SAD 41 officials preparing for new school year

By Stuart Hedstrom 
Staff Writer

    MILO — With students returning for a new school year in approximately a month and a half, officials in SAD 41 are busy readying for the pupils’ return with teaching positions being filled, new programs getting up and running and classrooms being prepared. During a school board meeting on July 10, the directors made several votes and heard various reports all related to the start of the 2013-14 academic year.

    The first hire made on July 10 was Allison Woodard as literacy coach at the Milo Elementary School. “Allison would take over for Julie Royal and we tweaked it to make this a literacy coaching position,” Superintendent Michael Wright said, as Royal is now the Milo Elementary principal and Woodard also assumes a new role at the school.
    “I’m very, very excited to have literacy coaches in the district,” Director of Curriculum, Instruction and Assessment/Assistant Superintendent Stacy Shorey said. “I think we are going to have improved student reading and writing scores as a result.” She added that teachers’ professional development is very important for the SAD 41 as the investment can provide great benefits for students’ education.
    The school board also approved the nomination of Sasha Bladen as high school and middle school art teacher at Penquis Valley. Wright said Bladen taught art last year at the Enfield Station School in AOS 43 partner district SAD 31
    “I think she will be a great addition to the high school here, and it will be a good step up for her to the next level,” he said.
    Wright also provided an update on the two new programs that will start at the Marion C. Cook School in LaGrange. He said he spoke with Kara Taheny of the Carleton Project “and she thinks there are 13 students on board” for the alternate high school program so far.
    Five students are lined up for the behavioral program that also will be located on the LaGrange campus. Two of these pupils will come from SAD 41, and the other three will be from SAD 31 on a tuition basis. Wright said the numbers for both programs are in the expected range for the first year.
    “I think we did the right thing with the Carleton Project and the behavioral program, as sad as it was (to close the elementary school),” Board Chair Don Crossman said. As part of a the district-wide realignment plan, the Marion C. Cook School will no longer house K-6 students. LaGrange pupils in grades K-5 will attend Milo Elementary, and all SAD 41 sixth-graders will be taught at the middle school at Penquis Valley.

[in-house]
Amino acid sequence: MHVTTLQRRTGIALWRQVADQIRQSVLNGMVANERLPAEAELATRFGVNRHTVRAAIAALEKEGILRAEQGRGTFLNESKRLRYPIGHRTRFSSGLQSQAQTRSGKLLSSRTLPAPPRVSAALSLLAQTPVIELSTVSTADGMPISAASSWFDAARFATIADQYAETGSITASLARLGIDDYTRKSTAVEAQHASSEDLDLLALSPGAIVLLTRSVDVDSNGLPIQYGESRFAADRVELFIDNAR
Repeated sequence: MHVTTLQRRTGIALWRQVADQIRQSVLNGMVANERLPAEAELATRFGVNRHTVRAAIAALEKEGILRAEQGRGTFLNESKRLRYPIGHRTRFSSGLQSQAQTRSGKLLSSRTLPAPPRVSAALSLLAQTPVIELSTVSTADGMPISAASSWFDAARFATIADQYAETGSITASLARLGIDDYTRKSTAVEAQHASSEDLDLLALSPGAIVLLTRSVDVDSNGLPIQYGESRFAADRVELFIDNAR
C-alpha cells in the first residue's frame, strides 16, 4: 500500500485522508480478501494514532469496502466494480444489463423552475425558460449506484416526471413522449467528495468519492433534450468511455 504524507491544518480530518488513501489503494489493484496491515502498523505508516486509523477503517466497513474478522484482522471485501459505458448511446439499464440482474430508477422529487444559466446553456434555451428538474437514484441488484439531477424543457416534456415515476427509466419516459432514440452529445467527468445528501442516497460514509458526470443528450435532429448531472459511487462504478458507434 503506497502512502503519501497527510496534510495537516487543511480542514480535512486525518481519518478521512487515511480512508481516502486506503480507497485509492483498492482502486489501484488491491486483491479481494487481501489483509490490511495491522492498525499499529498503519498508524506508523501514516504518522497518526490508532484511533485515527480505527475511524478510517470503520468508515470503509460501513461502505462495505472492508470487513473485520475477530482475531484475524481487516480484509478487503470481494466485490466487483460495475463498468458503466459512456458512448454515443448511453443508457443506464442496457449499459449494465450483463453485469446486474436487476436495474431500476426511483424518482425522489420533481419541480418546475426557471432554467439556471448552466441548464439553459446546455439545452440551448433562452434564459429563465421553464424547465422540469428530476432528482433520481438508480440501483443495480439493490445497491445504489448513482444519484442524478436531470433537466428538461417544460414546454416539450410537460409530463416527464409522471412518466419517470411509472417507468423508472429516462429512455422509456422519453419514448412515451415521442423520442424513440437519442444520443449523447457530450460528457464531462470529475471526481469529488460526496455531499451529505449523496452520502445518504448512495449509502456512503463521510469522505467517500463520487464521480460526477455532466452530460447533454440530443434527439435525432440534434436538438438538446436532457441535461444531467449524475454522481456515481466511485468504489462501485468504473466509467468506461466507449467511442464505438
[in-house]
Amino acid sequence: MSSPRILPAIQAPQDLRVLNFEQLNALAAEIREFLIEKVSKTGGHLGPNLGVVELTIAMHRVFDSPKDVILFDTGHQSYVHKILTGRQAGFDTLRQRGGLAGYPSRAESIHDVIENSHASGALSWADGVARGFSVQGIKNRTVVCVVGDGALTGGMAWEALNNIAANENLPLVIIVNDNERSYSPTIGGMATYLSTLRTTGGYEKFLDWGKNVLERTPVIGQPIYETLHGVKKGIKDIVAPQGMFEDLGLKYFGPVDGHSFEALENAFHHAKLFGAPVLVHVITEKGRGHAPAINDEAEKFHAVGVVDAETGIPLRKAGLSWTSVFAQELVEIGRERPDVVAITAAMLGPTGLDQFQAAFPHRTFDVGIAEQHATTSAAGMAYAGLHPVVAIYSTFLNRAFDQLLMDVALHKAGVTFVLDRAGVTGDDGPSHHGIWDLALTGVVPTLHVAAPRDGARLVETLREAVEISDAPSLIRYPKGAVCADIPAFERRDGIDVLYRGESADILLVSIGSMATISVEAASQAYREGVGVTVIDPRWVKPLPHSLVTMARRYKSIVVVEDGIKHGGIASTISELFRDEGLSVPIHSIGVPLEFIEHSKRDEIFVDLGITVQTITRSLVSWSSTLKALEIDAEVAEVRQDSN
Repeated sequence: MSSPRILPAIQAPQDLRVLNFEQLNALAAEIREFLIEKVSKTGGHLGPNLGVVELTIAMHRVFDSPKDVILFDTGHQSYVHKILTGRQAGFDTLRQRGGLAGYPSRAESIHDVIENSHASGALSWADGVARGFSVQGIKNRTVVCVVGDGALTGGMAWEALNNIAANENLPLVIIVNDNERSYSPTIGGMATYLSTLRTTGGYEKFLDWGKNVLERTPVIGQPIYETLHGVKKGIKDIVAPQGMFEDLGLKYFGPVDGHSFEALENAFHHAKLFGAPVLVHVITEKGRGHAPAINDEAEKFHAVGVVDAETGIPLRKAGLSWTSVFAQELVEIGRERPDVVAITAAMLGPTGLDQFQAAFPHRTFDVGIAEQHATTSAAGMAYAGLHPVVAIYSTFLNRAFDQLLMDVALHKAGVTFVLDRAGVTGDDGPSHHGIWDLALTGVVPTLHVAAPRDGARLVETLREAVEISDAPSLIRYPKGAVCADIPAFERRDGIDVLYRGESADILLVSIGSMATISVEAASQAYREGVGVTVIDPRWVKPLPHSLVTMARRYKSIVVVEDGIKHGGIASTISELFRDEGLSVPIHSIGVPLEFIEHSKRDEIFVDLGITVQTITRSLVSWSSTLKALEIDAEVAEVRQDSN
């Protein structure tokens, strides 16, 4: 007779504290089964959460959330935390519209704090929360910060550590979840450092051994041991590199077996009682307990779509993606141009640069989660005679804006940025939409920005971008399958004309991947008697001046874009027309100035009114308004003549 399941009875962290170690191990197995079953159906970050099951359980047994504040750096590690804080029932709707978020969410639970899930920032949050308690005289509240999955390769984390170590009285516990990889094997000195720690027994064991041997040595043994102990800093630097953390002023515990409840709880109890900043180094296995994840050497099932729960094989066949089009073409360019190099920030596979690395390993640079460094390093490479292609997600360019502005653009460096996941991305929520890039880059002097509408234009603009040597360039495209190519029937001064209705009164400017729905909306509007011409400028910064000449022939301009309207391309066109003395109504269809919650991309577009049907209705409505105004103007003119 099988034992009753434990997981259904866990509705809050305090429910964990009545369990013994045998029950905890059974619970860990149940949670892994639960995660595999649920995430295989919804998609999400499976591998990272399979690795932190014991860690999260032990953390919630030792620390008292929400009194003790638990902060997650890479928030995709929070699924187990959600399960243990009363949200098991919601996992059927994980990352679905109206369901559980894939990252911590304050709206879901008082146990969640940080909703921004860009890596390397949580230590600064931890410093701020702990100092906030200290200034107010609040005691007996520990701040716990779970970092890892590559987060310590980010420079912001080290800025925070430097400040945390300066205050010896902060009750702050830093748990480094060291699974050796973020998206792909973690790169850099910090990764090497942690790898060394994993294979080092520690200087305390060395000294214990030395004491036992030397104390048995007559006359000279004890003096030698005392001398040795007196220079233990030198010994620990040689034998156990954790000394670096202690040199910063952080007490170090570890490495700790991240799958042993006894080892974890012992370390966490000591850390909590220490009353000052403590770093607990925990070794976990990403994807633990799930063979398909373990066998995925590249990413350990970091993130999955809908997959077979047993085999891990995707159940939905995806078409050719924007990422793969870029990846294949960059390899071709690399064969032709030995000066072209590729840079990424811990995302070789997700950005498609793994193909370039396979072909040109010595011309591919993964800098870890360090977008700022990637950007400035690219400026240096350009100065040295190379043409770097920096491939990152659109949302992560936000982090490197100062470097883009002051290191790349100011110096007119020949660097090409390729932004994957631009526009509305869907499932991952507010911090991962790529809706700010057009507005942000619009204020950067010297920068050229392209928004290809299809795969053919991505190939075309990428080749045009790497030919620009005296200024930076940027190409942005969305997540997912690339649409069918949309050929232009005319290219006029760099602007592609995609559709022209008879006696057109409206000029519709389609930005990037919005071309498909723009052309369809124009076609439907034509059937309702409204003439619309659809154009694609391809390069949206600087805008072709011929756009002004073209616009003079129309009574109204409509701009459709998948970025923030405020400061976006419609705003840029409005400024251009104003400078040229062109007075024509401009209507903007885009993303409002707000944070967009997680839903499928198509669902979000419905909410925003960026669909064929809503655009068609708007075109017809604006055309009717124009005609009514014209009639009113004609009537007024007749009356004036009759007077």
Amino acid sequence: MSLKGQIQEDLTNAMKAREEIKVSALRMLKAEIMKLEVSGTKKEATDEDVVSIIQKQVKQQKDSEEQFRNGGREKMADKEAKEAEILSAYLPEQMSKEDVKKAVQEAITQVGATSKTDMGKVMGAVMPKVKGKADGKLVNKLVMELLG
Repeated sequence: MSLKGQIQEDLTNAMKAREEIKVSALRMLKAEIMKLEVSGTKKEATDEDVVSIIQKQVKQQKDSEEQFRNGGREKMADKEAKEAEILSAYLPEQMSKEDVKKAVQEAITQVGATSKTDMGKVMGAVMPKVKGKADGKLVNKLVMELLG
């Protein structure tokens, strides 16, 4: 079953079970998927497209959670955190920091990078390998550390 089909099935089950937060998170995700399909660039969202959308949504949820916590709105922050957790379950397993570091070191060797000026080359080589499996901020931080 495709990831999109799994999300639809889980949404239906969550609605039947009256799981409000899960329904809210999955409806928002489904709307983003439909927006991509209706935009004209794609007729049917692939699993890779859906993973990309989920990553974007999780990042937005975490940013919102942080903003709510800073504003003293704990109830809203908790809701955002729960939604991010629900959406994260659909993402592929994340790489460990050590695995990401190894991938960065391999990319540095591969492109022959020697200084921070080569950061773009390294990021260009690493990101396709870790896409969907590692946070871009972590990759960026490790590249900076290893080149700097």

The three SAD 41 principals provided updates on summer happenings, with Brownville Elementary Principal Lynn Weston saying, “It’s been busy, just in a different way.” Weston said summer school is in session Monday through Thursday with special education summer school taking place Tuesdays through Thursdays. She and Royal have been meeting “to start to talk about scheduling and budgets and getting orders sent in.”
    In the spring the Marion C. Cook School Playground Committee gave a $5,500 donation to the SAD 41 music program, and Weston said, “We have bought two instruments with the grant from the Cook School.” She said elementary music teacher Jack Eastman is constantly searching for deals on instruments, such as at yard sales, to help stretch band funds.
    “Our outdoor classroom will be started on the 22nd,” Weston said. She said a crew from the town of Brownville will be doing some digging on the site to get the parcel of the school campus ready for the classroom construction.
    “There is a lot of moving in Milo, most of the LaGrange teachers have been in and out,” Royal said, as many teachers who were at the Marion C. Cook School will be in classrooms elsewhere in the district.
    Royal said realignment has enabled a former classroom at Milo Elementary to be divided into three different spaces to fill some needs that were not able to be met with sixth-graders in the building. She said a portion of the classroom will be a conference room and the other two sections could be used for other purposes, such as student group work space.
    “Summer school got started yesterday and it seems to be going well,” Penquis Valley Principal Matthew Hackett said. He mentioned a camera and buzzer were installed earlier in the day at the school’s main doors, and the security mechanisms should be operational when classes resume.

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